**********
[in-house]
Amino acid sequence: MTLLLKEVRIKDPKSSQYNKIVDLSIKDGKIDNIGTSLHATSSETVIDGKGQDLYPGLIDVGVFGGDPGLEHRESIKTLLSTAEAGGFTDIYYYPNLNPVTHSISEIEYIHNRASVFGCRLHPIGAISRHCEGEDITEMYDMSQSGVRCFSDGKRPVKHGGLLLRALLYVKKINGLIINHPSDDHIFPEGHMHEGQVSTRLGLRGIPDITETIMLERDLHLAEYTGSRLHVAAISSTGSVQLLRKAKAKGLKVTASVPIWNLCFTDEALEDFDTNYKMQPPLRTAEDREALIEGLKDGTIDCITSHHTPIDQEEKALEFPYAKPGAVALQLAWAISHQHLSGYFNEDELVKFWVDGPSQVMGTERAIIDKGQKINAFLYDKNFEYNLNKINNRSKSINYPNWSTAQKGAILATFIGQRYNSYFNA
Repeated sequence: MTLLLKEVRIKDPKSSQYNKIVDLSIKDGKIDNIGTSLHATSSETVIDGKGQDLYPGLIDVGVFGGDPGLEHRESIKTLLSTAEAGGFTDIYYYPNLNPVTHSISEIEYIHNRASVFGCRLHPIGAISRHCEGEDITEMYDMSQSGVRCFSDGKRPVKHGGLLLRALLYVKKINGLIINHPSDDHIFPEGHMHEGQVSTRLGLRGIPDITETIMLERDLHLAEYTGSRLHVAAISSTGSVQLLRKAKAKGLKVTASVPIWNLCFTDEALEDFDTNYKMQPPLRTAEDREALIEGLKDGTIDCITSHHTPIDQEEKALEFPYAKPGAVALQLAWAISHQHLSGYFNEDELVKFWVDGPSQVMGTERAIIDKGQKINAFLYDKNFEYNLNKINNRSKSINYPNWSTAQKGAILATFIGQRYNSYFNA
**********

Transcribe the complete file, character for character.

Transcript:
[in-house]
Amino acid sequence: MTLLLKEVRIKDPKSSQYNKIVDLSIKDGKIDNIGTSLHATSSETVIDGKGQDLYPGLIDVGVFGGDPGLEHRESIKTLLSTAEAGGFTDIYYYPNLNPVTHSISEIEYIHNRASVFGCRLHPIGAISRHCEGEDITEMYDMSQSGVRCFSDGKRPVKHGGLLLRALLYVKKINGLIINHPSDDHIFPEGHMHEGQVSTRLGLRGIPDITETIMLERDLHLAEYTGSRLHVAAISSTGSVQLLRKAKAKGLKVTASVPIWNLCFTDEALEDFDTNYKMQPPLRTAEDREALIEGLKDGTIDCITSHHTPIDQEEKALEFPYAKPGAVALQLAWAISHQHLSGYFNEDELVKFWVDGPSQVMGTERAIIDKGQKINAFLYDKNFEYNLNKINNRSKSINYPNWSTAQKGAILATFIGQRYNSYFNA
Repeated sequence: MTLLLKEVRIKDPKSSQYNKIVDLSIKDGKIDNIGTSLHATSSETVIDGKGQDLYPGLIDVGVFGGDPGLEHRESIKTLLSTAEAGGFTDIYYYPNLNPVTHSISEIEYIHNRASVFGCRLHPIGAISRHCEGEDITEMYDMSQSGVRCFSDGKRPVKHGGLLLRALLYVKKINGLIINHPSDDHIFPEGHMHEGQVSTRLGLRGIPDITETIMLERDLHLAEYTGSRLHVAAISSTGSVQLLRKAKAKGLKVTASVPIWNLCFTDEALEDFDTNYKMQPPLRTAEDREALIEGLKDGTIDCITSHHTPIDQEEKALEFPYAKPGAVALQLAWAISHQHLSGYFNEDELVKFWVDGPSQVMGTERAIIDKGQKINAFLYDKNFEYNLNKINNRSKSINYPNWSTAQKGAILATFIGQRYNSYFNA